Many former journalists invigorate their careers by writing best-selling novels. I turned to computer animation and music instead.
And to think at one point, I wanted to be an astronaut. But France isn't known for its space program, is it? Besides, my interest in science was always stronger than my aptitude for it. Life is funny that way.
Born in the Dominican Republic and raised in France, I immigrated to the United States to re-invent myself. Forever curious, I remain eager to grow as a human being. Too bad my waist got the message first.
Regardless of the hat I'm wearing — musician, writer, illustrator, art director — I believe in making connections that go deeper than buzzwords. I am motivated by learning and mentoring, focusing on solutions rather than dwelling on problems, and fostering an inclusive environment built on trust and compassion.
Keyboards clacking, printers puttering, phones ringing, conversations overlapping. Holding everything together: the warm, electric smell of computers, the feverish energy of a team dedicated "to get it right."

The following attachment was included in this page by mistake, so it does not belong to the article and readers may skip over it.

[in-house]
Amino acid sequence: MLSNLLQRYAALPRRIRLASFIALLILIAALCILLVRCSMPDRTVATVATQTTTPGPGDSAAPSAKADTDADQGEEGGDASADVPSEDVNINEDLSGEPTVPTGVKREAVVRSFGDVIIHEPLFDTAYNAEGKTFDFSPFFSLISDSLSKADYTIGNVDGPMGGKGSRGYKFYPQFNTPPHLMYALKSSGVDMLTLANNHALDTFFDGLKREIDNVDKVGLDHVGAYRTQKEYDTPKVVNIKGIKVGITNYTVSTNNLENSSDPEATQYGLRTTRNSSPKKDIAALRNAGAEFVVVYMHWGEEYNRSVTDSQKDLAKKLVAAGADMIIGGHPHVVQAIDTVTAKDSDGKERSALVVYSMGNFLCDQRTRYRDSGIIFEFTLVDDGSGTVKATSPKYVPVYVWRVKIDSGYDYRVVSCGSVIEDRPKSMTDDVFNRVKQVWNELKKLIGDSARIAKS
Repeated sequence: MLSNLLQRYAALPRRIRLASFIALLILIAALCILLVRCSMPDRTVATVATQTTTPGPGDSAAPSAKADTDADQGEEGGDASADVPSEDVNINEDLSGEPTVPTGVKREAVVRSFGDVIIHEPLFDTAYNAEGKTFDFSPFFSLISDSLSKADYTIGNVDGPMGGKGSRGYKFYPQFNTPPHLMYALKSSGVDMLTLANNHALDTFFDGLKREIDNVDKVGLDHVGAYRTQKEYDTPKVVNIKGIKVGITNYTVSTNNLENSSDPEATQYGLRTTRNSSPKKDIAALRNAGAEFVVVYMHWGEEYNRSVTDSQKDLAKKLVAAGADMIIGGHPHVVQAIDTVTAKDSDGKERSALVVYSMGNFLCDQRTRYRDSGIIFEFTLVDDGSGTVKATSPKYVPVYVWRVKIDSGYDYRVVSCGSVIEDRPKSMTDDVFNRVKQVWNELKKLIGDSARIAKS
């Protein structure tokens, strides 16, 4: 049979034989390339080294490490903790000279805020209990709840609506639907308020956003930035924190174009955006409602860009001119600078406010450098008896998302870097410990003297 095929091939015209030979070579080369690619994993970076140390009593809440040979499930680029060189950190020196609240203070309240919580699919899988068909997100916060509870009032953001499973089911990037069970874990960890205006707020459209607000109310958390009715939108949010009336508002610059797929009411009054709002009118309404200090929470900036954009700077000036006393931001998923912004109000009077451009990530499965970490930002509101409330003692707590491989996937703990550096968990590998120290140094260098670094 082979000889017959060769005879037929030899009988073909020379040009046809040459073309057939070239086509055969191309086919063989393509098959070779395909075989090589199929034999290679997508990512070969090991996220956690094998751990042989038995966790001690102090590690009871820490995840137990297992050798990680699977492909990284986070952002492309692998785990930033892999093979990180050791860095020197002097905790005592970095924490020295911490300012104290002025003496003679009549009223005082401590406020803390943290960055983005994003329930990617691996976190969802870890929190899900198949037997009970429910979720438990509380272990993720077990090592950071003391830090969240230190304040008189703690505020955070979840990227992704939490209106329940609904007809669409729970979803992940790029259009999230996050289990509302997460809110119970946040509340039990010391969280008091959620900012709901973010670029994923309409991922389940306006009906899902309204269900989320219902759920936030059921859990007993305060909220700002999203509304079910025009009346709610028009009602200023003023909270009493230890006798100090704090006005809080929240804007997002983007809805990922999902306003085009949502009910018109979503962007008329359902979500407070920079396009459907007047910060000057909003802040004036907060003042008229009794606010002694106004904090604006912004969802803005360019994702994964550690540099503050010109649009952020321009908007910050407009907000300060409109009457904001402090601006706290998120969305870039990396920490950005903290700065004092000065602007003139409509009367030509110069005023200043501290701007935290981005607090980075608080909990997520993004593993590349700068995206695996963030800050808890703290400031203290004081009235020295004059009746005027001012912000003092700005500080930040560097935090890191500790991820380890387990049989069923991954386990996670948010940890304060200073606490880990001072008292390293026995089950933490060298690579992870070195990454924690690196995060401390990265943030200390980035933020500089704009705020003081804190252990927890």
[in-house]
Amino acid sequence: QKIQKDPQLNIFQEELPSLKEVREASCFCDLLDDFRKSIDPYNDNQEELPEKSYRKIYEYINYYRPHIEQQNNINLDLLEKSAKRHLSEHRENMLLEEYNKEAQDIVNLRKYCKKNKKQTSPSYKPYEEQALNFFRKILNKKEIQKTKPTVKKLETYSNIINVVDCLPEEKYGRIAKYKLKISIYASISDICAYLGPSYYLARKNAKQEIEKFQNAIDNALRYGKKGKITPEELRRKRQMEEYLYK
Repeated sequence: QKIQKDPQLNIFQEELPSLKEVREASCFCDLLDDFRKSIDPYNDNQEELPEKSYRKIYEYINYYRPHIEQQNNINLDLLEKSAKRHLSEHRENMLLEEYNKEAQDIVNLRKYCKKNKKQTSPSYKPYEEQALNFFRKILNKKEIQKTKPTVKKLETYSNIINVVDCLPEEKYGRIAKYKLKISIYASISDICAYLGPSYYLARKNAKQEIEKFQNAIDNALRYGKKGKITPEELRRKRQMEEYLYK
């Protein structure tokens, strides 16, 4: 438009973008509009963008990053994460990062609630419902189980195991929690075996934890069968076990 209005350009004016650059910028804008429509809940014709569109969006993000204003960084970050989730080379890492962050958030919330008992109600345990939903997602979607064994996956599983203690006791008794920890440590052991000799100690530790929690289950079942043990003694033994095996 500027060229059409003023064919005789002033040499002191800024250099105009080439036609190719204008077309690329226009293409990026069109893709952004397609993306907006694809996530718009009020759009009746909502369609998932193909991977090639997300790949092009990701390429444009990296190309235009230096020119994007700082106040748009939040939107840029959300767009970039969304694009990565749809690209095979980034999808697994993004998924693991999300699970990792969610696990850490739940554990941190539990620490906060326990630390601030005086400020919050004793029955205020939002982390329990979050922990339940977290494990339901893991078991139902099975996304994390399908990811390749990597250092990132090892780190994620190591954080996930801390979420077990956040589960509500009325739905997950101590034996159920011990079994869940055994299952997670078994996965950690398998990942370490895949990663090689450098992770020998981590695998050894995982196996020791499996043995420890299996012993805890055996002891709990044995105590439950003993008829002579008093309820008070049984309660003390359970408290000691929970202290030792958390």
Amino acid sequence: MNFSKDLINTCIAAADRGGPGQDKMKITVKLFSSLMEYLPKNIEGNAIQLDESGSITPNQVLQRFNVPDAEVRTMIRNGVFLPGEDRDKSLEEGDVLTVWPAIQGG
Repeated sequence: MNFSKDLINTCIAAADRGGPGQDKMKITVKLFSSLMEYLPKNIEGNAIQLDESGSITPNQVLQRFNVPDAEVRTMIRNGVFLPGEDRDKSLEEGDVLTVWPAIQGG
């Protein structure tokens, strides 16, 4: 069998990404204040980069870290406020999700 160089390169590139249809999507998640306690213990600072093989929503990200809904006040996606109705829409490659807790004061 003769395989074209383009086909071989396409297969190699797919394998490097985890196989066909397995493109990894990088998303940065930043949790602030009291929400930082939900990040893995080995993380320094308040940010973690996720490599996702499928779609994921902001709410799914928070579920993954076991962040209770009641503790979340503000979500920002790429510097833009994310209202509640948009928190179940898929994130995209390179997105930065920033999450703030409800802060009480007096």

Newsrooms are magical places. I'd like to think they still are, anyway.
I remember the first time I set foot in one. Barely 18, French accent still coloring my English, I show up at The Muleskinner, the University of Missouri's weekly student newspaper. Under my arm is my art portfolio, which I present eagerly. My foot in the door is a hand on a sketch pad, drawing editorial cartoons.
Over the following 15 years, I grow into a reporter, photographer, copy-editor, page designer, news editor — some days all at the same time. Whatever it takes to help the team hit that daily deadline.
This gallery contains a selection of my favorite design and editing work, which, it occurs to me, is now a slice of U.S. history.